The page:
As an example, a hydrogenation product of sterols obtained by Heinemann et al., supra (1986) from soybean oil is reported to contain 91% stanols (88% sitostanol and 3.3% campestanol) and 8.7 residual sterols (campesterol). As seen in this report, a hydrogenation process may leave some residual sterols unreacted. Residual sterols of minor proportion, preferably less than 10%, are acceptable for the compositions and methods of the instant invention.
Pure specific sterol preparations can be hydrogenated as well, with the production of pure stanols which can be utilized in the instant invention.
While stanols are found in relatively small quantities as naturally occurring components of many plants, they exist in such small percentages compared to other plant components that they are not cost effective to extract separately. However, significant quantities of stanols may be easily and inexpensively made from more abundant sterols through hydrogenation.
Although not wishing to be bound by any theoretical explanation of the invention, it is believed that the mechanism by which the sterols, and presumably the stanols, act is the impairment of micellar solubility of cholesterol in the lumen intestine. "Some Aspects of Mechanisms of Inhibition of Cholesterol Absorption of .beta.-Sitosterol", Ikeda, I. and Sugano, M. Biochem. Biophys. Acta, 732, 651-658 (1983). Stanols are more effective by weight than sterols in therapeutic applications by factors of from 2-10 (compare Heinemann, supra, 1986 with Lees, supra, 1977).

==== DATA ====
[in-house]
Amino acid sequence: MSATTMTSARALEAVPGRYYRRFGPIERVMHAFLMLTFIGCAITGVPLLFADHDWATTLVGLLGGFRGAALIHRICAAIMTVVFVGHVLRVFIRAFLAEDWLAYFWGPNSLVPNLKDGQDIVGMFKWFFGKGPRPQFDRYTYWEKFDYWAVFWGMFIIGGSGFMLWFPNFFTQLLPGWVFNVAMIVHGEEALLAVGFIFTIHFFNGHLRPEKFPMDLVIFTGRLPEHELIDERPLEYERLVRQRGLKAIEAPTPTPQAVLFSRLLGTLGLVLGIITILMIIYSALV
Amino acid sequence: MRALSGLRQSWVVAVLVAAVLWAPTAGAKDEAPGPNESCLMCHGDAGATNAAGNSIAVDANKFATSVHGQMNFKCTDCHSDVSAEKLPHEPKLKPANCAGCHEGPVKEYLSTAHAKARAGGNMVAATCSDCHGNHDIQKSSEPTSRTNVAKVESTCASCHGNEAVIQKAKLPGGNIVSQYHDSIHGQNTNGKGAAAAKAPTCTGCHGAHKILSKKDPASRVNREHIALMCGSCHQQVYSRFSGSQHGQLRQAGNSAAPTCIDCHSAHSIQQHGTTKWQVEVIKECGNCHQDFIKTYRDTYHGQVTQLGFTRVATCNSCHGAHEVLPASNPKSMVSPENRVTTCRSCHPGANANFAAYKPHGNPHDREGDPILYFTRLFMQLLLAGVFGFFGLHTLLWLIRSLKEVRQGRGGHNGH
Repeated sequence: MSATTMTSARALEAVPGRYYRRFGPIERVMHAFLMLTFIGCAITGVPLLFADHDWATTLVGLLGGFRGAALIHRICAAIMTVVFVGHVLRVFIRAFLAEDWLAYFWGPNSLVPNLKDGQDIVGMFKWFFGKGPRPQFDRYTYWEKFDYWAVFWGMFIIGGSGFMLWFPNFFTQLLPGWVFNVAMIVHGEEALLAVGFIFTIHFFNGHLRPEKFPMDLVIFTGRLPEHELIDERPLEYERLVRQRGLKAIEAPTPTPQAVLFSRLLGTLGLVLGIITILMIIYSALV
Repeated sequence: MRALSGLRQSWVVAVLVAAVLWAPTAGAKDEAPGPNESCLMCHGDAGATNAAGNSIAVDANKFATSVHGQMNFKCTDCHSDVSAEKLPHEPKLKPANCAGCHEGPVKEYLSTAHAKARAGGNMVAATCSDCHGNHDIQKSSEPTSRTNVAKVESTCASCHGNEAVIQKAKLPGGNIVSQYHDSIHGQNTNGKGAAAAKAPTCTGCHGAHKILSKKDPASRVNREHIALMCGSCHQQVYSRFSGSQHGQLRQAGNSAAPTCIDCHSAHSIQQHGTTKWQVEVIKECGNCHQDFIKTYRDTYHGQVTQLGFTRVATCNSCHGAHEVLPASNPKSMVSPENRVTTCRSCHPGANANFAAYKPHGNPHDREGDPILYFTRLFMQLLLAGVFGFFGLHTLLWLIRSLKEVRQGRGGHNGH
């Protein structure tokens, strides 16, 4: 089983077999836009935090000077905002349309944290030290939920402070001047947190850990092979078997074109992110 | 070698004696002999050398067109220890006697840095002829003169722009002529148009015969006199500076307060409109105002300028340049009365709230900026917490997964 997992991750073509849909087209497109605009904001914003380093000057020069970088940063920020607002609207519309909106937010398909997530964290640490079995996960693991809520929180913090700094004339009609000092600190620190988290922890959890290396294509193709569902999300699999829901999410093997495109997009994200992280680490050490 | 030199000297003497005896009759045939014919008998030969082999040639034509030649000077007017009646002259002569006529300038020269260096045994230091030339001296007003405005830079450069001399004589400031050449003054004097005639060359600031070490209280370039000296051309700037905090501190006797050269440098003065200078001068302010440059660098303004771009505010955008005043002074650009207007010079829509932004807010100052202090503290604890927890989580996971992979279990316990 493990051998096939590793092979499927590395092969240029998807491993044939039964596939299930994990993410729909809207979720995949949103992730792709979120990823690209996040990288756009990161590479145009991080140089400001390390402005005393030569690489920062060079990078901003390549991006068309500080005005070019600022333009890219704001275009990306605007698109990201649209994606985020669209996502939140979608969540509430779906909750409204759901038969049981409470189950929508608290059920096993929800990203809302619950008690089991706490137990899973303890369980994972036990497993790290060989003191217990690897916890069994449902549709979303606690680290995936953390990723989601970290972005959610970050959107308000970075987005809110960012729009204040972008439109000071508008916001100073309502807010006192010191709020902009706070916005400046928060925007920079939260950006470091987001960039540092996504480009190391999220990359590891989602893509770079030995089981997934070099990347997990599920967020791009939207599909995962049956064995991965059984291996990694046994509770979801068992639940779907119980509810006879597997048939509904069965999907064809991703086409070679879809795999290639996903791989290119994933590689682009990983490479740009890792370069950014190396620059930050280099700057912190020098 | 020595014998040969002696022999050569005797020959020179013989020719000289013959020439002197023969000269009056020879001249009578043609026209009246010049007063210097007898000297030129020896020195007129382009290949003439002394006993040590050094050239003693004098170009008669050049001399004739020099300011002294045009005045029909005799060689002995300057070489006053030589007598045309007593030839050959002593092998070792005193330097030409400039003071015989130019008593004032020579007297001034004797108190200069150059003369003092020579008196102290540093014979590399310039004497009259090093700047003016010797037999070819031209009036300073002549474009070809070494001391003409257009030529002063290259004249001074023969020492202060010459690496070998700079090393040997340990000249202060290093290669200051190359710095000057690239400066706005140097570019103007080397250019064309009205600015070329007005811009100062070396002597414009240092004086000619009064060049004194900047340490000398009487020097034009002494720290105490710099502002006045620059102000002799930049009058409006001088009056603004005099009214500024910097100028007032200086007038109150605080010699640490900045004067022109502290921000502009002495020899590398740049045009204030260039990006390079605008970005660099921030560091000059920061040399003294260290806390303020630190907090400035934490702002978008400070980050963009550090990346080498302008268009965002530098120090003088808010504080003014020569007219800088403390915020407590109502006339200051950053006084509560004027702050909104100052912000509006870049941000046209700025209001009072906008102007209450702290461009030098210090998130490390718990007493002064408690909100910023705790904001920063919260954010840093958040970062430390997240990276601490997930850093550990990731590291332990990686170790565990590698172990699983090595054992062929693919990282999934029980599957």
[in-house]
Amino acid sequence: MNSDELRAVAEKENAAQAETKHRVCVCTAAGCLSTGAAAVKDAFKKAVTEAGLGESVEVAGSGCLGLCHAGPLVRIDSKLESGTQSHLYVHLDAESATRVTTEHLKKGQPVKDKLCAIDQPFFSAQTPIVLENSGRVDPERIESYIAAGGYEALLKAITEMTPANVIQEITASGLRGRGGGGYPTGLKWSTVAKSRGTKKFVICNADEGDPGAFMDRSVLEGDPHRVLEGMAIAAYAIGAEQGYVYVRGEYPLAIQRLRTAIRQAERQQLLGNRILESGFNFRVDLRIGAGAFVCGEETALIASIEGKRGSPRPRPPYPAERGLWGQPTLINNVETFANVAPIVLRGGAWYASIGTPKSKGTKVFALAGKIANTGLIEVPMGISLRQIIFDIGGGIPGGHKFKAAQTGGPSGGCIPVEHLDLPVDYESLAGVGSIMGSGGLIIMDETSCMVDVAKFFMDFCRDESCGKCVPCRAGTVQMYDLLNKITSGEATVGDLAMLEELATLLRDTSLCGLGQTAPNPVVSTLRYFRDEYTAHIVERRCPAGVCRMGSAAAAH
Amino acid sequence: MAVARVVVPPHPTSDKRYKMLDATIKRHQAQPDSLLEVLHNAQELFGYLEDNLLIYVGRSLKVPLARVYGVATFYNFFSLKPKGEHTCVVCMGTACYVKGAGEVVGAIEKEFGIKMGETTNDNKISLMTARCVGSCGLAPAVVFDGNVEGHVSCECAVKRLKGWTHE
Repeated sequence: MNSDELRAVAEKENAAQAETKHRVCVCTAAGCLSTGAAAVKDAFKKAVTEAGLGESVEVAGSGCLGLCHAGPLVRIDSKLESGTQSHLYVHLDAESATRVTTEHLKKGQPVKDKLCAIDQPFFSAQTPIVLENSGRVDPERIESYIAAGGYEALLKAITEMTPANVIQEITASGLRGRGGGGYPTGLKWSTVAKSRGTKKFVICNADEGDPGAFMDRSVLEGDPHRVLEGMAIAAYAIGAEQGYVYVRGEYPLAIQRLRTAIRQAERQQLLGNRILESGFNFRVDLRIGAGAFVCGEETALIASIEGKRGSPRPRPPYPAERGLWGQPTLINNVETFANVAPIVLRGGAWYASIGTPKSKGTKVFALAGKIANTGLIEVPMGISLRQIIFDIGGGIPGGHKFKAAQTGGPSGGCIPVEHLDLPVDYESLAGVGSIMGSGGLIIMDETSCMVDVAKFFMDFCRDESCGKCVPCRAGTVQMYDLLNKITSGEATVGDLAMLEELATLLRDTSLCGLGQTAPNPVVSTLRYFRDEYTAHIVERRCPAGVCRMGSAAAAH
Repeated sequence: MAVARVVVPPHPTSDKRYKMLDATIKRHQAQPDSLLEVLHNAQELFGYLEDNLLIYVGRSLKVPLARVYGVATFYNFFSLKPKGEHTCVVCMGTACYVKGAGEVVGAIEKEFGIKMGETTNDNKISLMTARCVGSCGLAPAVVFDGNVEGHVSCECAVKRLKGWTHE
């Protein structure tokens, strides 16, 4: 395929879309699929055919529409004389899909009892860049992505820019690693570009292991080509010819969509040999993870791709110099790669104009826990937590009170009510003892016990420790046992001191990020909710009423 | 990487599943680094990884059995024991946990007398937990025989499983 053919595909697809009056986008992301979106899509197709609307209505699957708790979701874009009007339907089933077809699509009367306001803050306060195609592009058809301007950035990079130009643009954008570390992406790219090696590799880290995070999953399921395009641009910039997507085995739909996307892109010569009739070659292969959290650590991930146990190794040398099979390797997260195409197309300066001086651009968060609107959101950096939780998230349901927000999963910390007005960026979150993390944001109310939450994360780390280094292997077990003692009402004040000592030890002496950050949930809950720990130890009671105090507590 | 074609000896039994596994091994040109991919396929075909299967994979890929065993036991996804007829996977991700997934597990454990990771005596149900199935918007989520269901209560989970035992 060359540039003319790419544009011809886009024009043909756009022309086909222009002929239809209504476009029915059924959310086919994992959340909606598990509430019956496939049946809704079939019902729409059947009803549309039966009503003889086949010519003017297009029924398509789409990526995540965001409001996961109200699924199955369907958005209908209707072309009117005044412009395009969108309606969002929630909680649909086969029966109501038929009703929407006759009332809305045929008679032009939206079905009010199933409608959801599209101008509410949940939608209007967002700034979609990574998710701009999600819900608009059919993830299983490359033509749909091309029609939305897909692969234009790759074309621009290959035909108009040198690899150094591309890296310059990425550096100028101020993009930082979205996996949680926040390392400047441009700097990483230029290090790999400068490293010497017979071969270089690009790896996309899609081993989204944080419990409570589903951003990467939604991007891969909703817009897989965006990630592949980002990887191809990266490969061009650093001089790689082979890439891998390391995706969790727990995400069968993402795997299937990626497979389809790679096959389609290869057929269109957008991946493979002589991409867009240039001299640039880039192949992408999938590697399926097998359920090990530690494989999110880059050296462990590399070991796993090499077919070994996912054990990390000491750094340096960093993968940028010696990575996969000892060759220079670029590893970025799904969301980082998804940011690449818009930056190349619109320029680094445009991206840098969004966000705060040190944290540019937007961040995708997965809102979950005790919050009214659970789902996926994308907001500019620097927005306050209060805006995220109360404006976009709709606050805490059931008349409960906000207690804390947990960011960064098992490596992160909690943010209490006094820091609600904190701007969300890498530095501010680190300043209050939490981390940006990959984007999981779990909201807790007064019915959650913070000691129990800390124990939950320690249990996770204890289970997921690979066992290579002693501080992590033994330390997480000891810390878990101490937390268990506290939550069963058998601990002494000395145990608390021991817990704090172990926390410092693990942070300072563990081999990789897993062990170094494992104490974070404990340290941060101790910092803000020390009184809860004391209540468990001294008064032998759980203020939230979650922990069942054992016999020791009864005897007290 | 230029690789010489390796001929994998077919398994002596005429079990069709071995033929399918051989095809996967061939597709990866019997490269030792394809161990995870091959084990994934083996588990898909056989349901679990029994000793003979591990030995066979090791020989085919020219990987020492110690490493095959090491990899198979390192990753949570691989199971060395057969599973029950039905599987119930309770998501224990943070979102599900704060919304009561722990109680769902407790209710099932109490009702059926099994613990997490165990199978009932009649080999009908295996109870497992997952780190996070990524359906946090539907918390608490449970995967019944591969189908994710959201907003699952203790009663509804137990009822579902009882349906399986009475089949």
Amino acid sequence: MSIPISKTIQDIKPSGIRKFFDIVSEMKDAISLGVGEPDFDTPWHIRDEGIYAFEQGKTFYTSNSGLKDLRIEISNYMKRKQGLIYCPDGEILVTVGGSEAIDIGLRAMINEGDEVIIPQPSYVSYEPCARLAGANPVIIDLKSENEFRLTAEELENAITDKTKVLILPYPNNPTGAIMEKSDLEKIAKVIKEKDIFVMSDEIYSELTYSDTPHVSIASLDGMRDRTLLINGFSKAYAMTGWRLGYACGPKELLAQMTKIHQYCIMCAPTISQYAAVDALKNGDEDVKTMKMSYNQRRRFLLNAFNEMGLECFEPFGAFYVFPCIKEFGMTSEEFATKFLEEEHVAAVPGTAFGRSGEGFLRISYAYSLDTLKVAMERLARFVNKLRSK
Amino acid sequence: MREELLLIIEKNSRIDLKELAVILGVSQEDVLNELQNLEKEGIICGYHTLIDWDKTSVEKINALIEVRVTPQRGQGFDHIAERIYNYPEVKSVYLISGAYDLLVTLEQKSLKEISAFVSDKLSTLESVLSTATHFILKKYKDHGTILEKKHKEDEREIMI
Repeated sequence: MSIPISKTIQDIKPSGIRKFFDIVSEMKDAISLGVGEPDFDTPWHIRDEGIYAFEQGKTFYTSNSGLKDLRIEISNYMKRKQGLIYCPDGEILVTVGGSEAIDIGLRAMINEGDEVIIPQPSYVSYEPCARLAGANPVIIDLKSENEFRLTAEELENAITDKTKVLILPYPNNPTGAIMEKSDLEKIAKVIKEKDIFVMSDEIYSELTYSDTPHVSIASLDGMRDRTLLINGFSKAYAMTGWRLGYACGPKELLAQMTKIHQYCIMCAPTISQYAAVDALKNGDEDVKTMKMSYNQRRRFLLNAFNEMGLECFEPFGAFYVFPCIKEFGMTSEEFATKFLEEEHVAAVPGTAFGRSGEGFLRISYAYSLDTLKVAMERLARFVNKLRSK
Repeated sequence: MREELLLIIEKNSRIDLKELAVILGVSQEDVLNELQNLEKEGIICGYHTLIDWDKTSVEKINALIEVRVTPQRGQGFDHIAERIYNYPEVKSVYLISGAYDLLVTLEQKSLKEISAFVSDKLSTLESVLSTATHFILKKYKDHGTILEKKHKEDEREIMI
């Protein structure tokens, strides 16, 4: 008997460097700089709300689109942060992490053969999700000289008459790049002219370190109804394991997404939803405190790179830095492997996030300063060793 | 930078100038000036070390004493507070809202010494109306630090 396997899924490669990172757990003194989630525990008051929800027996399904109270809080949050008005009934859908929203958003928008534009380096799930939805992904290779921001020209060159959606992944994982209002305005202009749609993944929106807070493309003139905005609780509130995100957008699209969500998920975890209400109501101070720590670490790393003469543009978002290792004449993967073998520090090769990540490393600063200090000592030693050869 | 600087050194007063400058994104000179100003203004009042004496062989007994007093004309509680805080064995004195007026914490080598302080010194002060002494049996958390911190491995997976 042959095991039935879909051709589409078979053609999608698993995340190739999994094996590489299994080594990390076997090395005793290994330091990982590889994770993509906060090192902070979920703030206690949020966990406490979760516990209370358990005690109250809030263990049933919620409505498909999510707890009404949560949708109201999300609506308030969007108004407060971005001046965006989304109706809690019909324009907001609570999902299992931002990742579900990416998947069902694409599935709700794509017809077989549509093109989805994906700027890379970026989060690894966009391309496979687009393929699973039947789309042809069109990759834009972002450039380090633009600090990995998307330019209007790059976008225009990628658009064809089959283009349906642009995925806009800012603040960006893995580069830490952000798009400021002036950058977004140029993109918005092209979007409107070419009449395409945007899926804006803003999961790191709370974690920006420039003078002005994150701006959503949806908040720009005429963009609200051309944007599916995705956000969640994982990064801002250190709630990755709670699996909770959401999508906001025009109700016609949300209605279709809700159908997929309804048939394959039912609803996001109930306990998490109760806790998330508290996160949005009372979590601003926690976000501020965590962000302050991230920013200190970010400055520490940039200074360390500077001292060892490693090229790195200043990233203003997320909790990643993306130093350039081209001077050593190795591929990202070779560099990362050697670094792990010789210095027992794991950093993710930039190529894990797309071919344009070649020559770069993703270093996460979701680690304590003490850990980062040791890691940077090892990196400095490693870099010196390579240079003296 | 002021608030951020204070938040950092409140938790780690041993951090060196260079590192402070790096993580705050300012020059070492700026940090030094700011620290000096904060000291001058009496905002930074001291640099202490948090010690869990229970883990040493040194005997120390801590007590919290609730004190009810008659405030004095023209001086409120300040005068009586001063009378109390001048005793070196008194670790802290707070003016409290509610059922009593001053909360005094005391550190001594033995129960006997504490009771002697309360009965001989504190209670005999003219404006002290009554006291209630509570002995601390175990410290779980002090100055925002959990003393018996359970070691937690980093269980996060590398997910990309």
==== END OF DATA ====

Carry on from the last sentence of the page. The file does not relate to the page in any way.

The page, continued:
Desirable characteristics of a food additive composition for reducing cholesterol absorption include absence of side effects, efficacy without absorption of the compound, stability at cooking temperatures, stability in storage and in oxidizing environments, low cost, availability, and small dose requirements. The only known compositions which satisfy some of the above desirable characteristics are those in which plant sterols are the primary component. However, the advantages of the instant invention over such plant sterol compositions include:
a) effective in lesser amounts than sterols,
b) absorbed less from the G.I. tract than sterols, and
c) more stable than sterols in storage and in oxidizing environments.